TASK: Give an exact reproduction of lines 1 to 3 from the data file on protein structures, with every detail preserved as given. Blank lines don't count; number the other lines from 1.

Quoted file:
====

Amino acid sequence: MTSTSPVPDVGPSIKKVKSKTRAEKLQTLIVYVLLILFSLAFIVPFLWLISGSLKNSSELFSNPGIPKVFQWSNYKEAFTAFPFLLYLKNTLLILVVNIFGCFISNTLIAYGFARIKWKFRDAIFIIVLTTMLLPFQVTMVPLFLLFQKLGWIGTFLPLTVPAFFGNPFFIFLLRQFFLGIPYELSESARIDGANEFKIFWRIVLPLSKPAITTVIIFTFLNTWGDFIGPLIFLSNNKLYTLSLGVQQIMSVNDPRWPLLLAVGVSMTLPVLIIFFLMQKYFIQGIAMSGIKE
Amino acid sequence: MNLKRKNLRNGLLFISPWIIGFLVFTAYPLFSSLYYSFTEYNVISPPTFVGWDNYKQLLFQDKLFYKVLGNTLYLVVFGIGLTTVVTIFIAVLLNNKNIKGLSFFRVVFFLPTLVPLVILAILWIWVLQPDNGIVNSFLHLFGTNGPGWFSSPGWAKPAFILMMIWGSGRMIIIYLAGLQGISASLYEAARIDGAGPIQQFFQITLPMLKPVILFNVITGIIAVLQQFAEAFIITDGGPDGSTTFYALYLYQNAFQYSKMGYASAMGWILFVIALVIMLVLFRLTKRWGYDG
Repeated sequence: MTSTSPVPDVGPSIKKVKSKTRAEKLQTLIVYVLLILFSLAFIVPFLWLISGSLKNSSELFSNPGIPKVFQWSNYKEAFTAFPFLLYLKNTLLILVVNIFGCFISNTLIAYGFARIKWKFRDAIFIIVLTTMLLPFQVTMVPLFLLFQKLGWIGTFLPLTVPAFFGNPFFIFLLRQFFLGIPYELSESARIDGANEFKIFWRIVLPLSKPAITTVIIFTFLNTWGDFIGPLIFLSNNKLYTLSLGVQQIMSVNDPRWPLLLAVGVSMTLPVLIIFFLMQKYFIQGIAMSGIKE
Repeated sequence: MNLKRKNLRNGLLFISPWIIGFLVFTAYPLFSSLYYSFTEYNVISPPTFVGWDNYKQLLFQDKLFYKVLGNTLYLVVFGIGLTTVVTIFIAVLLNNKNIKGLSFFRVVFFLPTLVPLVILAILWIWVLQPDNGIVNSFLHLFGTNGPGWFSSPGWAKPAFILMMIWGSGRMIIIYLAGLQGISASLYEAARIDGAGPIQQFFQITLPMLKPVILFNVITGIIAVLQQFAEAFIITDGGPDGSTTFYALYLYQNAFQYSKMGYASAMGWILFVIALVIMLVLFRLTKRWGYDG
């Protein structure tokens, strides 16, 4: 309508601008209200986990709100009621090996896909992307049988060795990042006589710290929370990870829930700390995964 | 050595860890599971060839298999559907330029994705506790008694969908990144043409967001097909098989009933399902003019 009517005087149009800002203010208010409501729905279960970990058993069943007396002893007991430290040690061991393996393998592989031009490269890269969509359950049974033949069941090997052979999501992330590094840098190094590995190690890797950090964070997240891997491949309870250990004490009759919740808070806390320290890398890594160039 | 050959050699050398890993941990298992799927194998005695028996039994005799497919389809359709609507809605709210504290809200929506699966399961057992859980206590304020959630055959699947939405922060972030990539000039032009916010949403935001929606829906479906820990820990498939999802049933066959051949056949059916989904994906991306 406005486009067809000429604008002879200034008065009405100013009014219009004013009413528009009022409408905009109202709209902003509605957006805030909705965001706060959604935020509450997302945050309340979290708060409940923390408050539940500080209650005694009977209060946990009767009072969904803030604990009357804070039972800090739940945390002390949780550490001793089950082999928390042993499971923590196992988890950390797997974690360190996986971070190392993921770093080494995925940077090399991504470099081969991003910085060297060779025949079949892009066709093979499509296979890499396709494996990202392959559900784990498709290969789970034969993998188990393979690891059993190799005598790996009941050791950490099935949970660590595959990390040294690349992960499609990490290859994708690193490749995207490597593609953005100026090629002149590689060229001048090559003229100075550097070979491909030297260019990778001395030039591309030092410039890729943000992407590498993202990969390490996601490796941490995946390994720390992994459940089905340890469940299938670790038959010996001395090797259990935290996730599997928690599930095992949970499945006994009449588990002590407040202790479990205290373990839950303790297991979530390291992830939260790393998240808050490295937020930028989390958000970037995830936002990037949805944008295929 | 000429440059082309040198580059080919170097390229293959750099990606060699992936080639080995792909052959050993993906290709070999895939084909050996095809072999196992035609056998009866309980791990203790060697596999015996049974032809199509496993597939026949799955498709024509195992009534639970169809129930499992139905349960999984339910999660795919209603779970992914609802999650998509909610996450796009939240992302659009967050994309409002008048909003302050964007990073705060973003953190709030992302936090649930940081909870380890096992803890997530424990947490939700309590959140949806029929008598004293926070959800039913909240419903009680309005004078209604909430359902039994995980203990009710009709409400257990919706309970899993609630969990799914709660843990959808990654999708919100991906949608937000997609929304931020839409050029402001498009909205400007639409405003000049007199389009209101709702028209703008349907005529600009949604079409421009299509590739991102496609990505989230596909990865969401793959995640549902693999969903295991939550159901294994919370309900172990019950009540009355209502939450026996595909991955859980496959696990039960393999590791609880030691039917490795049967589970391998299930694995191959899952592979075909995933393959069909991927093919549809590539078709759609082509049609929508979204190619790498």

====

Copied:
Amino acid sequence: MTSTSPVPDVGPSIKKVKSKTRAEKLQTLIVYVLLILFSLAFIVPFLWLISGSLKNSSELFSNPGIPKVFQWSNYKEAFTAFPFLLYLKNTLLILVVNIFGCFISNTLIAYGFARIKWKFRDAIFIIVLTTMLLPFQVTMVPLFLLFQKLGWIGTFLPLTVPAFFGNPFFIFLLRQFFLGIPYELSESARIDGANEFKIFWRIVLPLSKPAITTVIIFTFLNTWGDFIGPLIFLSNNKLYTLSLGVQQIMSVNDPRWPLLLAVGVSMTLPVLIIFFLMQKYFIQGIAMSGIKE
Amino acid sequence: MNLKRKNLRNGLLFISPWIIGFLVFTAYPLFSSLYYSFTEYNVISPPTFVGWDNYKQLLFQDKLFYKVLGNTLYLVVFGIGLTTVVTIFIAVLLNNKNIKGLSFFRVVFFLPTLVPLVILAILWIWVLQPDNGIVNSFLHLFGTNGPGWFSSPGWAKPAFILMMIWGSGRMIIIYLAGLQGISASLYEAARIDGAGPIQQFFQITLPMLKPVILFNVITGIIAVLQQFAEAFIITDGGPDGSTTFYALYLYQNAFQYSKMGYASAMGWILFVIALVIMLVLFRLTKRWGYDG
Repeated sequence: MTSTSPVPDVGPSIKKVKSKTRAEKLQTLIVYVLLILFSLAFIVPFLWLISGSLKNSSELFSNPGIPKVFQWSNYKEAFTAFPFLLYLKNTLLILVVNIFGCFISNTLIAYGFARIKWKFRDAIFIIVLTTMLLPFQVTMVPLFLLFQKLGWIGTFLPLTVPAFFGNPFFIFLLRQFFLGIPYELSESARIDGANEFKIFWRIVLPLSKPAITTVIIFTFLNTWGDFIGPLIFLSNNKLYTLSLGVQQIMSVNDPRWPLLLAVGVSMTLPVLIIFFLMQKYFIQGIAMSGIKE